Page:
Termites in Mud? Back to Bam
A few months ago in this space I reported on the earthquake in Bam, Iran and commented that when the dust settled the popular view that adobe is a poor and dangerous building material would likely be debunked. Not all of the data, research and ideas are in, but here is an update on the likely causes of damage.
In mid-April the Iranian Cultural Heritage Organization, UNESCO and the International Council on Monuments and Sites organized a meeting of experts in Bam to assess the damage and make recommendations to guide rebuilding. A few of my colleagues have been generous in providing an advance look at the findings. During the short duration of the site visit (four days) a great deal of time was spent in meetings and panel discussions with, I am told, insufficient time allotted to prowling the site itself. One of the participants and long-time friend, Randolph Langenbach, adjusted his schedule to spend a couple of additional days in the rubble. During that less hurried time he made some observations that led to at least one remarkable conclusion. Much of the seismic damage in Bam was predicated on termites.
Termites? In mud? Strange but true and resulting from newer material used in restoration.
When I first reported on the Bam earthquake, which occurred on the heels of my visit to the area in December, I noted that much of the famous and deeply historic Bam citadel had been reconstructed about fifty years ago. Whenever reconstruction takes place with adobe, one of the key technical points is to interlock the new work with the old. This is typically done by selectively removing adobes in either a stepped or "toothed" configuration and fitting new ones as deeply into the existing walls as feasible. This detail is frequently overlooked and the new material becomes a veneer instead of an integral part of the structure. This happened at Bam and according to some present at the workshop, the cleavage between the old and new was clearly visible.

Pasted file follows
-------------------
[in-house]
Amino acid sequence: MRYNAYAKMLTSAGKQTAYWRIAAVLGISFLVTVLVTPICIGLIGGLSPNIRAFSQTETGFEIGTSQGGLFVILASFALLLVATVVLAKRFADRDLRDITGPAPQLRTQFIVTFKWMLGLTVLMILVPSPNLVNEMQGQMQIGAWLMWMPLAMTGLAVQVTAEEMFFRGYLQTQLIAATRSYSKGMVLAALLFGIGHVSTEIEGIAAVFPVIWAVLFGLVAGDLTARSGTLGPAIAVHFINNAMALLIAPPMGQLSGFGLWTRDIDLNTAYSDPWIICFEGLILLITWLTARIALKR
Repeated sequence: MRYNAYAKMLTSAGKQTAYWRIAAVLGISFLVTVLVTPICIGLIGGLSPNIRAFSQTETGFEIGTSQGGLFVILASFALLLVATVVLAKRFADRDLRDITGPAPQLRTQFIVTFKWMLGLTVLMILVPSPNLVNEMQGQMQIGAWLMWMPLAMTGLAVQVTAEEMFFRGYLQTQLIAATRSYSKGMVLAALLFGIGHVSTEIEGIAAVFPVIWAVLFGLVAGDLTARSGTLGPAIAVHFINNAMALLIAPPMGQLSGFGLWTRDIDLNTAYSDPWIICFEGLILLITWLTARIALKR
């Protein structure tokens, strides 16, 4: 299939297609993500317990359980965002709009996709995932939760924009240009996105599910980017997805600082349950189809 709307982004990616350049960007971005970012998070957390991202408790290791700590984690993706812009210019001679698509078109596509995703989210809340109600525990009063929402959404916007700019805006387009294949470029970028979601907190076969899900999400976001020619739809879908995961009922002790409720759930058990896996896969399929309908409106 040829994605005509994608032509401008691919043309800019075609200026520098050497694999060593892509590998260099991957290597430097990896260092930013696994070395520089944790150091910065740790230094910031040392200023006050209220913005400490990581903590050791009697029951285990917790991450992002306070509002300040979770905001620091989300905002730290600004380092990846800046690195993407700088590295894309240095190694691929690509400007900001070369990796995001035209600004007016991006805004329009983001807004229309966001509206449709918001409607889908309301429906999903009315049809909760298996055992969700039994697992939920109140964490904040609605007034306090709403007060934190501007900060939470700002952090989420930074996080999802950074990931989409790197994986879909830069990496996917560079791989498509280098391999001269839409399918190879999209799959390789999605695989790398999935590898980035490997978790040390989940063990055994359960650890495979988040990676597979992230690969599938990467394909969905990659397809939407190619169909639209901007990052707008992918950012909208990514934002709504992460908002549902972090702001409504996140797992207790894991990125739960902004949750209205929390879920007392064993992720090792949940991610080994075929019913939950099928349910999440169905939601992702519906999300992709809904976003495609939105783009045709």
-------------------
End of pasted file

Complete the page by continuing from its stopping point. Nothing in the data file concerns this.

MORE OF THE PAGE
However, much of the reconstruction was massive and would be expected to behave like the older material. This was not the case and Randolph, in an epiphany of sorts, associated the newer materials with portions of the rubble that had been riddled by termites. The insects did not attack the mud, but the straw and organics traditionally used in the mix. They attacked it so thoroughly that virtually no vegetal material remained, and its vacancy left empty space. The earthquake caused the riddled mud to disintegrate, almost to liquefy, into dust.
Why did some of the older walls elude such damage, as indeed they did? I have speculated to Randolph and others that there is the possibility that the vernacular builders of Bam built the remedy into the mud. Borates, derivatives of the mineral Boron, are highly effective insecticides that destroy the digestive enzymes of wood-eating ants and termites. Boron is also commonly found in desert environments such as are found around Bam.
I speculate, and invite response to the idea, that the builders of Bam used experientially derived knowledge of a common local material to make the building termite resistant. As part of the plan for rebuilding Bam, I have suggested that the same ancient, inexpensive and effective solution be used by soaking the straw in water containing borates, and that the same water be used to mix the mud.